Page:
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BST Gazette Column 02/02/2018

BST02/02/2018

Blackpool FC’s bizarre soap opera continues to twist and tease.

On Saturday planned tributes to Jimmy Armfield took place against the backdrop of Blackpool’s game being postponed an hour before kick-off even though both managers wanted the fixture to go ahead. Many a match has been played inside Bloomfield Road on a more dangerous surface than that one was.

Some fine and fitting tributes were paid to Jimmy both around his statue and inside the stadium and it was heartening to see and hear so many fans coming together on the day to pay their respects to Blackpool’s finest in the place where he made his reputation, although it was a somewhat surreal experience.

On Monday the Oystons were denied permission by the Court of Appeal to contest November’s High Court ruling. They appealed on four counts and all four were refused by Lady Justice Asplin who concluded that any appeal would have ‘no real prospect of success’. This came as no surprise to most observers but appears to have shocked the Oystons and thrown them into something of a spin.

Then on Wednesday the deadline for payment of the second instalment of £10 million to Valeri Belokon passed without payment being made, meaning that technically the Oystons are now in breach of court. It remains to be seen what action Mr Belokon will take next.

Rumours abound that Owen Oyston, who really doesn’t want to sell the club, is still looking for ways to raise the money and retain control of Blackpool FC while others are counselling him on the advisability of striking a deal to mitigate some of the huge financial loss that is pending.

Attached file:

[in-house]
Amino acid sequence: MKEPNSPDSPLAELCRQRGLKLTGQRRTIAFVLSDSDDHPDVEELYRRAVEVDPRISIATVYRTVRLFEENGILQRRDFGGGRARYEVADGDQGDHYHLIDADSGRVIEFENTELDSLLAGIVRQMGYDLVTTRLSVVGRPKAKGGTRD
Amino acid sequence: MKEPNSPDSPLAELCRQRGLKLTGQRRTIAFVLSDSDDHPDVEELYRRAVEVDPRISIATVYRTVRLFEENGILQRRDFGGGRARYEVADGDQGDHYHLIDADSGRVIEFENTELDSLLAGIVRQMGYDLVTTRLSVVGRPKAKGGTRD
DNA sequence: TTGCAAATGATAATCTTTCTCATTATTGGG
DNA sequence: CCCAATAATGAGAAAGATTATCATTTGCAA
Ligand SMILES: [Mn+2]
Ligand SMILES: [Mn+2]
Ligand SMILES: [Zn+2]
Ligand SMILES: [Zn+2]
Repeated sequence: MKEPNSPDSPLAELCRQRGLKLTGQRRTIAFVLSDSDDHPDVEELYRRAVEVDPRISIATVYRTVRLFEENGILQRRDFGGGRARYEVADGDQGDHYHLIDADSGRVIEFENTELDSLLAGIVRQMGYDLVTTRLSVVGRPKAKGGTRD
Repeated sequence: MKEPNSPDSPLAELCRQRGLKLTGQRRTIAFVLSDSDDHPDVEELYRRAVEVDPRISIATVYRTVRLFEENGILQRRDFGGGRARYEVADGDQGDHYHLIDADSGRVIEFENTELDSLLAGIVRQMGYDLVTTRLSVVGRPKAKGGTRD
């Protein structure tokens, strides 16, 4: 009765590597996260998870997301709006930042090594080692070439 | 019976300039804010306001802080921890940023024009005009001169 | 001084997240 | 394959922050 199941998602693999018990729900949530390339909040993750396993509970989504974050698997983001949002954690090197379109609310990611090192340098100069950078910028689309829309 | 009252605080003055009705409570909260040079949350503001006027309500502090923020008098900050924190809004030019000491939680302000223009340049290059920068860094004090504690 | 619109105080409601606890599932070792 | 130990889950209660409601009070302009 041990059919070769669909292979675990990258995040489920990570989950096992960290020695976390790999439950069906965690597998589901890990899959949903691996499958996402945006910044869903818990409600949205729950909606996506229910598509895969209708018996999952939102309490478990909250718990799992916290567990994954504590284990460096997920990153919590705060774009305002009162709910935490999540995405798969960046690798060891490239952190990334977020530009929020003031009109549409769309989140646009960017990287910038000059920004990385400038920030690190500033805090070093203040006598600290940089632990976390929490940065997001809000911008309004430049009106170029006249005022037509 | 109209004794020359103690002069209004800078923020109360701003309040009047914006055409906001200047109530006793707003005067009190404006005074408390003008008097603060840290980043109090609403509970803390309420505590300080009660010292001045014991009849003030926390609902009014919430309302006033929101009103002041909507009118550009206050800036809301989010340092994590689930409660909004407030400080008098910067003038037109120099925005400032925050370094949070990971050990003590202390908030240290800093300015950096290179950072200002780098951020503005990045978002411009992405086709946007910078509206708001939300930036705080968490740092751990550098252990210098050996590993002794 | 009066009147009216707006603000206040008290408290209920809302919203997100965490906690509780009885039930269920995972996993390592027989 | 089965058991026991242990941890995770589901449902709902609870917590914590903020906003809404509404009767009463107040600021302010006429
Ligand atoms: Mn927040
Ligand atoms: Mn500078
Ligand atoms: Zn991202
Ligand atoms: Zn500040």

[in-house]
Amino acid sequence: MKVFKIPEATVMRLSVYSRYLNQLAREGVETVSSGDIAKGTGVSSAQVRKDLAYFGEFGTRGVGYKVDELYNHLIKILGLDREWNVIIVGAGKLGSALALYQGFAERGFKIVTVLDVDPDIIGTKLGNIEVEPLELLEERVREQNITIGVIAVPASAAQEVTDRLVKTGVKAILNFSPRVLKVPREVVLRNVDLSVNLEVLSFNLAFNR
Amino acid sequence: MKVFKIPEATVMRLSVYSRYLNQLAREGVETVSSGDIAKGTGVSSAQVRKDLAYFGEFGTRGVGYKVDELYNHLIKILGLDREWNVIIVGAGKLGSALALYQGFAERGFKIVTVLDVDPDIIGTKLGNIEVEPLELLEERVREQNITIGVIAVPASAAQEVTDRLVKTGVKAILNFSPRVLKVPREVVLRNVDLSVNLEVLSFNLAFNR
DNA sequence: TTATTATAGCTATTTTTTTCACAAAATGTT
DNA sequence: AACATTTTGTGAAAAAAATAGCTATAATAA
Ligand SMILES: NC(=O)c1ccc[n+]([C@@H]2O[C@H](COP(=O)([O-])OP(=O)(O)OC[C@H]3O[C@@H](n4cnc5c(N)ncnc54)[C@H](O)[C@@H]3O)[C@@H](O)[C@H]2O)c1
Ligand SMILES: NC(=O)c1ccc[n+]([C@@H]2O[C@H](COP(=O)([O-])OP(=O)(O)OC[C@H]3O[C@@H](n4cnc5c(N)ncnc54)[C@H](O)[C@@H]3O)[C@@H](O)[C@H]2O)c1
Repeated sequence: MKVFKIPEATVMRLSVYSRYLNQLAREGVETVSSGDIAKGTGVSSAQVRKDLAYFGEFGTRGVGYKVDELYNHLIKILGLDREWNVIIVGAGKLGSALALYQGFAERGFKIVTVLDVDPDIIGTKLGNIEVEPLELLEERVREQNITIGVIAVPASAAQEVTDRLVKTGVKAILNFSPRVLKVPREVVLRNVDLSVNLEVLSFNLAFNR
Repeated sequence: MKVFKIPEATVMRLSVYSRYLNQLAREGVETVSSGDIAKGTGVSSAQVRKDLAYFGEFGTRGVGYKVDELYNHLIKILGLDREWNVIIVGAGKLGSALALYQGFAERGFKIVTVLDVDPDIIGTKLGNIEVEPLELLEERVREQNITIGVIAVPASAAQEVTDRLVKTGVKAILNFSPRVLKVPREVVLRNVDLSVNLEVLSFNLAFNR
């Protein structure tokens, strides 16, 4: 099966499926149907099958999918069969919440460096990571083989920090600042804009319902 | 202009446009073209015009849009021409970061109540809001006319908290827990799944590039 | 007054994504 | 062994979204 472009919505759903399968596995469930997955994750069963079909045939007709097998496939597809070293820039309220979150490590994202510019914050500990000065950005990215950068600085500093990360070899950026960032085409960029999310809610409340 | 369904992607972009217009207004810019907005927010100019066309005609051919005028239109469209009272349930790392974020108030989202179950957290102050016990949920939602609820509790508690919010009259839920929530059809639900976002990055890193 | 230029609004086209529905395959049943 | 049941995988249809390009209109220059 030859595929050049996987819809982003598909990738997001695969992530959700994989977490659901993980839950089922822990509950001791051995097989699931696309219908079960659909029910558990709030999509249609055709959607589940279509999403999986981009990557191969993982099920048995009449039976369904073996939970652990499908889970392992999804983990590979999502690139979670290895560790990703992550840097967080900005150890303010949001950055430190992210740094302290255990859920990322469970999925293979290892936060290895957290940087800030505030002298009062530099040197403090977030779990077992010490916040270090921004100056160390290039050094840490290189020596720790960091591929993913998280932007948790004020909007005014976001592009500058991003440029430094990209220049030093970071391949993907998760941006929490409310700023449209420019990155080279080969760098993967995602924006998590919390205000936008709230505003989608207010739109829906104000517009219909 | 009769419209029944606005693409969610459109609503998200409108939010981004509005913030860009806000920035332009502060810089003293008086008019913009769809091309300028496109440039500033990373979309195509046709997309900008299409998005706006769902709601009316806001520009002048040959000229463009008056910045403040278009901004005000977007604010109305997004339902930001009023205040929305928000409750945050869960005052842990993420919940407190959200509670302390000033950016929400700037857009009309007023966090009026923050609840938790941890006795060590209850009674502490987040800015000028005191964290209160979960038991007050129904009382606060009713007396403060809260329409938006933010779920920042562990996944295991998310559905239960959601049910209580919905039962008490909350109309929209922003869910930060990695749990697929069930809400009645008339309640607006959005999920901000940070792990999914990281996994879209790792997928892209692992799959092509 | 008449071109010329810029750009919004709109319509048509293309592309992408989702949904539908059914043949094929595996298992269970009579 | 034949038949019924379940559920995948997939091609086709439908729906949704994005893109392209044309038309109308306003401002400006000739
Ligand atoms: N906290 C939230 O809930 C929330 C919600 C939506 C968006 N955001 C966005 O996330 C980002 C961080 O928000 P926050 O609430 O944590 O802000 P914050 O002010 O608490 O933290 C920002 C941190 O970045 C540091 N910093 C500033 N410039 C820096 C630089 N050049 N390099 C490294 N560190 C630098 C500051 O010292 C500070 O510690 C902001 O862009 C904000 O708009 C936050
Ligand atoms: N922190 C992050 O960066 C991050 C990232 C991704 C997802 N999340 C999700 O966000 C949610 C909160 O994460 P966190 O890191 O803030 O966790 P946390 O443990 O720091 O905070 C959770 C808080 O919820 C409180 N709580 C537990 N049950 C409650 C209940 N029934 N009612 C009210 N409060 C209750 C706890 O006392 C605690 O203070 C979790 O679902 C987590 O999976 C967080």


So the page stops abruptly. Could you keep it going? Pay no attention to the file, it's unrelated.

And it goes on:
Quite honestly it is becoming almost pointless to speculate. As far as most supporters are concerned, these are still deeply damaging days for the football club. There are significant changes being introduced on the administrative side, the January transfer window closes without the team being strengthened to any significant degree and the prospect of a relegation battle, unthinkable three months ago, begins to look like a real possibility while wrangling over future control of the club continues to dominate the storyline. What the fans want is an end to this nightmare and the opportunity to support our team anew under owners who share our ambitions to rebuild a community club with pride, passion and the aspiration to succeed.

A fact-finding delegation from Blackpool Supporters’ Trust got a real sense for what is possible when we were given a behind-the-scenes look at Burnley FC as their guests on the day they were at home to Manchester United. Burnley’s efforts to engage with and cater to their community of supporters was hugely impressive in so many ways and the goodwill they have generated through doing the right things in the right way cannot be underestimated. Some of what was learned that day will feed back into BST’s own supporters’ manifesto of how it might be possible to do things differently and better one day at Blackpool FC.

In the meantime, it looks as though there are a few more twists to come yet in our tragi-comedy and the courts may continue to play a key role. It begs the question: what on earth do the FA and the EFL make of what has happened at Blackpool FC and what is currently unfolding here? As the key organisations looking after the game they – and the EFL in particular - ought to truly alarmed by the implications of November’s High Court ruling and by subsequent developments - but if they are, you’d never guess! These supposed custodians of the game are showing scant regard for the good standing of Blackpool FC and its stakeholders. Under an effective administration, what has happened at Blackpool would either not have been allowed to happen in the first place or it would have been resolved ages ago. And yet, were it not for Valeri Belokon’s court action, the Oystons would be able to carry on doing what they have done for years – using Blackpool Football Club as their own personal cash machine while the club and the community around it dies. That is the real scandal.

We need a change in legislation to appoint an independent regulator to ensure that no other rogue owners can ever do to another football club what has been done to this one. Blackpool Supporters’ Trust has become so disillusioned with some aspects of the EFL that it is tempting to call them unfit for purpose. The focus of the second phase of the Fans Not Numbers campaign will be to highlight those areas quite specifically and to lobby and petition for change. Watch this space.

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